Today, economic time value could benefit from organizational capacity which exists in relation "to itself". Time arbitrage would allow new forms of economic complexity to exist within a closed, recognizable loop of wealth creation, which nonetheless remains open and supportive of both new participants and tradable sector activity. This form of (internal) non tradable sector formation would make it possible to work more directly with technological factors, thereby reducing employment uncertainty for the long term. Not only would it become easier to determine production and consumption preferences for time based product, but the resulting time valuations wouldn't impede overall pricing structures, to the degree that tends to occur in general equilibrium conditions.
How have economic relationships changed? In tradable sector activity, economic time value exists in relation to other resources that are utilized (coordinated) within a recognizable, single institutional context. Hence when workers within these groups organized to protect time value (via unionization), the results could readily be noted on the pricing constructs on the affected corporate institution.
Whereas the pricing effects of unionization for non tradable sector activity cannot be directly observed, and this form of unionization is far more prevalent than that of manufacture, in the present. These wage and pricing effects exist in relation to general equilibrium (and region "desirability" or economic value), as opposed to the internally coordinated resource capacity and pricing structures of tradable sector institutional management.
For instance, Ryan Avent noted the problem of time based services product as Baumol's disease in "The Wealth of Humans". Today's time based services pricing, exists in relation to the pricing of wealth which is derived on more direct resource based terms. However, pricing time based product to correlate with the pricing of tradable product structure, is like pricing apples as though they were oranges, even though real estate markets have long encouraged this form of local income smoothing via property zoning. Even more distorting, is a form of time aggregate "inclusion" as attempted in recent decades for healthcare in the U.S. (via employer responsibility). These misplaced efforts have further "muddied the waters", for both tradable sector and non tradable sector pricing structures.
Consider for a moment, how organizational patterns for primary market activity have evolved in recent centuries. Early on, first mover activity for output included gains in the form of individual contribution, such as the market for beaver pelts as noted by early classical economists. Personalized relationships to local resource potential were supplemented by local group coordination for time value, albeit still in relation to local resource capacity. Granted, some local group (and familial) coordination took place on non economic or cultural terms. These forms of resource adaptation were generally not needed (in developed nations), once extensive innovations in agriculture and manufacture encouraged the beginnings of a consumer based culture.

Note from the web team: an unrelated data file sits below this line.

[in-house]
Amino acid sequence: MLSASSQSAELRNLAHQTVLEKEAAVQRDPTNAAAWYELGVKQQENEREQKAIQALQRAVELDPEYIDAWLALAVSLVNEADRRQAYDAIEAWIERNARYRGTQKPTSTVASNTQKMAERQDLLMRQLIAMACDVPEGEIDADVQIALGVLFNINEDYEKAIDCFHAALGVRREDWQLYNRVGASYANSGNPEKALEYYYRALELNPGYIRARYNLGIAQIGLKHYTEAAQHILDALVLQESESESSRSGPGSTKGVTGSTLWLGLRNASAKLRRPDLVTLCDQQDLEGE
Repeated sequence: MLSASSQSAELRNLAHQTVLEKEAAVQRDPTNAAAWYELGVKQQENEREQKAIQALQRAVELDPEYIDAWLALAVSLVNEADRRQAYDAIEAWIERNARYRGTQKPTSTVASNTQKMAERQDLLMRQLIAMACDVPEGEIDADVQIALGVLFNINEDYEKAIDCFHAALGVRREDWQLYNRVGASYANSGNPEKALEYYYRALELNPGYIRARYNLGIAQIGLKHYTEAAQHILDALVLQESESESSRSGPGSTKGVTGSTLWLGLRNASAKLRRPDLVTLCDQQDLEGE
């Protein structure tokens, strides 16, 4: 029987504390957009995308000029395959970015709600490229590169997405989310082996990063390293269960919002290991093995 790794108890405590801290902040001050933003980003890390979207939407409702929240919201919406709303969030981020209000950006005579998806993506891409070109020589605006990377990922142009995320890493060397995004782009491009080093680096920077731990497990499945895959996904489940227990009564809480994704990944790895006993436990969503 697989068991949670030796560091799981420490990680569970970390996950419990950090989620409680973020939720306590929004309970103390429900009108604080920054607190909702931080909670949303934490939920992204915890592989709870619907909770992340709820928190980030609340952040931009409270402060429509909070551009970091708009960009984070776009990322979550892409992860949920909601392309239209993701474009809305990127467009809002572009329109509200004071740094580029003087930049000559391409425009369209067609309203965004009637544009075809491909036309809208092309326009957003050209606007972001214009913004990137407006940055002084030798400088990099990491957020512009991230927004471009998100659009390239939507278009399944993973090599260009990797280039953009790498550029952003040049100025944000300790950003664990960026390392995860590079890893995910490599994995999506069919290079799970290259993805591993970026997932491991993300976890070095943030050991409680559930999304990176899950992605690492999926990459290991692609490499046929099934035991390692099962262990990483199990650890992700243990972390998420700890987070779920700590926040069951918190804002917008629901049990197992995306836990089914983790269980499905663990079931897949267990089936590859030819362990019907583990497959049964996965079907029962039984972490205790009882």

An important shift took place with the advent of broad agricultural gains, in terms of the economic relationships of individuals, and what had been local group formation for mutually desired ends. For those of us in the southern U.S., this pattern change is still part of living memory. As governments assumed greater responsibility in trade flows, the relationships of individuals and (previously local) groups with primary market and tradable sector activity, became linked to organizations that were less local in character. These organizations - in turn - connected to institutions which shared resource capacity across a now recognizable general equilibrium setting.
In recent decades, this institutional relationship has once again shifted. As primary markets thinned in relation to the secondary markets of developed nations, the Wicksellian interest rate followed the downward trend of more investment in what was unfortunately becoming less primary market activity and/or capacity. Today, one's economic relationship to resource capacity in general, is altogether likely to exist in a dependent market position. This secondary relationship not only makes the time valuation of non tradable sector activity difficult to decipher, but its broad continuance, less certain. After all, this form of economic time value exists in relation to a complete equilibrium construct, instead of the recognizable sets of resource management which can readily be tapped in primary markets, and their single price structure in general equilibrium.
However, tradable sector formation has experienced its own internal resource management issues in the U.S., given the employer responsibility for healthcare which is now an additional burden for all resource management structure. Consequently, both the pricing of time value and product is not as straightforward, as if resource coordination were of a complete internal design. It is impossible to decipher how this relatively new responsibility, affects either tradable sector output or primary market formation and capacity as a whole.
Even though politics has shifted towards the desire to preserve tradable sector activity of late, the real uncertainty exists in terms of the non tradable sector employment which can reasonably be expected to be preserved in the decades to come. Fortunately, internal organization of economic time value (in relation "to itself"), would be possible to return time value in aggregate to wealth production potential. Particularly important, is the fact time arbitrage would function the same as any other expansion of primary market activity, which could eventually restore a positive Wicksellian interest rate to the marketplace.